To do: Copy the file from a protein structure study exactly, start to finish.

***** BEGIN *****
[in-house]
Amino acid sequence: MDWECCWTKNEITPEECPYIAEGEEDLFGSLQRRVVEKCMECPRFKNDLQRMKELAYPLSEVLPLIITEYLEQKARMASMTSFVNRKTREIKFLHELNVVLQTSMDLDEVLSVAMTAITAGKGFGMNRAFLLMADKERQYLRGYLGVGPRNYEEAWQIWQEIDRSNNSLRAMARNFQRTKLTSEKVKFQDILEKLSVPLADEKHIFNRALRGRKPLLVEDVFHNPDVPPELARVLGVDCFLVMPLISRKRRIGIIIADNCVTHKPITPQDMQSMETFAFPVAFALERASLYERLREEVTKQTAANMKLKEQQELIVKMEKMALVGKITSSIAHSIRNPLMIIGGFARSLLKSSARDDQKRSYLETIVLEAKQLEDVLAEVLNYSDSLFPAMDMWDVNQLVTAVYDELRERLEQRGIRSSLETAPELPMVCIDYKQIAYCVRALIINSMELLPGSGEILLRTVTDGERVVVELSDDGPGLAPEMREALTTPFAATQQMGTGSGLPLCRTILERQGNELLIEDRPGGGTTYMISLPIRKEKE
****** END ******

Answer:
[in-house]
Amino acid sequence: MDWECCWTKNEITPEECPYIAEGEEDLFGSLQRRVVEKCMECPRFKNDLQRMKELAYPLSEVLPLIITEYLEQKARMASMTSFVNRKTREIKFLHELNVVLQTSMDLDEVLSVAMTAITAGKGFGMNRAFLLMADKERQYLRGYLGVGPRNYEEAWQIWQEIDRSNNSLRAMARNFQRTKLTSEKVKFQDILEKLSVPLADEKHIFNRALRGRKPLLVEDVFHNPDVPPELARVLGVDCFLVMPLISRKRRIGIIIADNCVTHKPITPQDMQSMETFAFPVAFALERASLYERLREEVTKQTAANMKLKEQQELIVKMEKMALVGKITSSIAHSIRNPLMIIGGFARSLLKSSARDDQKRSYLETIVLEAKQLEDVLAEVLNYSDSLFPAMDMWDVNQLVTAVYDELRERLEQRGIRSSLETAPELPMVCIDYKQIAYCVRALIINSMELLPGSGEILLRTVTDGERVVVELSDDGPGLAPEMREALTTPFAATQQMGTGSGLPLCRTILERQGNELLIEDRPGGGTTYMISLPIRKEKE